Matchbook is an album by Cold Chisel member Ian Moss released in 1989. It spent 3 weeks at the top of the Australian Album charts in 1989 and was preceded by the single "Tucker's Daughter" which was also a No. 1 hit. The first four tracks on the album were all released as singles. Matchbook was the first solo album for Moss and featured several songs written for him by Don Walker, also from Cold Chisel.
In a vein similar to Bond movies, a British agent Philip Calvert is on a mission to determine the whereabouts of a ship that disappeared near the coast of Scotland. Hopkins could have been Bond. In fact, a review at the time of his performance in When Eight Bells Toll proclaimed he played his character Calvert in a way that "made James Bond look like a lounge lizard."
Mention the name of Ian Gillan and the name Deep Purple immediately springs to mind. His trademark long-flowing hair, crazed conga-playing, and soaring classic rock voice, have always personified the Seventies hard rock supergroup. Here we present the very best of Ian’s solo recordings - an intoxicating mixture of hard rock, blues and even the occasional pop song.
Ian Gillan was one of the foremost vocalists of the heavy metal style of rock that emerged in the 1970s, earning his greatest renown as a member of Deep Purple, though he also led bands named after himself…
A year after honoring the band’s real-life namesake with a rock opera, Jethro Tull frontman Ian Anderson is giving a dozen of the group’s songs the string quartet treatment. Jethro Tull: The String Quartets, due out March 24 and available to pre-order now, finds Anderson working alongside the Carducci Quartet and arranger/conductor John O’Hara to recast a dozen Tull tracks in a new light.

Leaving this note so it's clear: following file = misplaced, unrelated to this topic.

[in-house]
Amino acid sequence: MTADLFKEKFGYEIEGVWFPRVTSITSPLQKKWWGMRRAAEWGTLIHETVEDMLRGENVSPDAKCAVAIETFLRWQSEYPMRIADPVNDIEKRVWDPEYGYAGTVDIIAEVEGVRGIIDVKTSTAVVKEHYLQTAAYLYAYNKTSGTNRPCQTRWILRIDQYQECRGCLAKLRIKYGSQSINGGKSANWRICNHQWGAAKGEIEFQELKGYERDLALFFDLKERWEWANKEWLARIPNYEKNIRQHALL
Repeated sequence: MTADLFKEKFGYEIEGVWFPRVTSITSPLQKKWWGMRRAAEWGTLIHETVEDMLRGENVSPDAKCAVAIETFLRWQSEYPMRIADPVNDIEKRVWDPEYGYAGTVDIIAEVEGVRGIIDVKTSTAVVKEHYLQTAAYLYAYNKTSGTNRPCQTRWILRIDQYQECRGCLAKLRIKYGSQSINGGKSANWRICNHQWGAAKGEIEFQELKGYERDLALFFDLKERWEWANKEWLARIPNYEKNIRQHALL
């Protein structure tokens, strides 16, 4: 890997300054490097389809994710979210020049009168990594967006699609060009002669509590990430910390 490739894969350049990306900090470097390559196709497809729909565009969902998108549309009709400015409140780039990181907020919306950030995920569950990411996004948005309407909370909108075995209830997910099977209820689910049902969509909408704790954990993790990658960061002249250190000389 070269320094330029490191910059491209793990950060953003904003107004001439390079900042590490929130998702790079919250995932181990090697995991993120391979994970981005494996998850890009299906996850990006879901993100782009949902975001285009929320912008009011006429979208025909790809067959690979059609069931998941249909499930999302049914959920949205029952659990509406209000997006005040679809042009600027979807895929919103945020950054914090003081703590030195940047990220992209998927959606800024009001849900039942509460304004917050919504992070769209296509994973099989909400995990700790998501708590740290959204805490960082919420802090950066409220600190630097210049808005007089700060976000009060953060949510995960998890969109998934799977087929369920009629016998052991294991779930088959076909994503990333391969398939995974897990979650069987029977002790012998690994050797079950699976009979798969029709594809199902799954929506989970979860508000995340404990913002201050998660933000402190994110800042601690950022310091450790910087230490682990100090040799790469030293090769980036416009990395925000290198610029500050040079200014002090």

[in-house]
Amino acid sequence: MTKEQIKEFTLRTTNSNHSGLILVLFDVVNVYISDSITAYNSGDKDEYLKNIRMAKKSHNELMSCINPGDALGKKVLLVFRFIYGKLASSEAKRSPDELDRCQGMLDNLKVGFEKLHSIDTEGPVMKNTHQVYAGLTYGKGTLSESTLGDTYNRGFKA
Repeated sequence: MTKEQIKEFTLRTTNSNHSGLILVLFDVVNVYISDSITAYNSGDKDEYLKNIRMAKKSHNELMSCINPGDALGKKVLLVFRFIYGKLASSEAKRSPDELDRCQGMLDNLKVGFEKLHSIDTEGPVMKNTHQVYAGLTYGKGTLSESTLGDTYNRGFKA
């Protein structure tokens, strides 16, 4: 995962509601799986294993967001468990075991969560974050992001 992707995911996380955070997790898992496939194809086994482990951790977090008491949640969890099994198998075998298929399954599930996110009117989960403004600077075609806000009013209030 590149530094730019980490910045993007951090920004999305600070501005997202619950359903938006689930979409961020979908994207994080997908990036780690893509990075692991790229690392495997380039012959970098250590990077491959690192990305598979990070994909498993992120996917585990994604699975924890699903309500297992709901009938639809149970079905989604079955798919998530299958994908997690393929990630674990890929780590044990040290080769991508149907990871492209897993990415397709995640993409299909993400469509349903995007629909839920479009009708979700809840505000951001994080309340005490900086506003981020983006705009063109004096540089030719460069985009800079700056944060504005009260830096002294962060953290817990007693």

The Italian word malinconia was very commonly used in the nineteenth century as a title for melancholy pieces. Yet the idea of malinconia covered a myriad of romantic notions, so that simply translating it as "melancholy" does not do it justice. It subsumes many other emotional states as well - all kinds of dejection, gloom, unknown sadness, desperation, depression and even frustration. Each language has evolved its own terms, and interpretations of the word itself also differ from region to region. Malinconia in sunny Italy or Spain is quite different from melancholy in Norway and in Finland, where the winters are harsh and long. The Nordic variant is expressed here in various musical examples; words alone are anyway inadequate.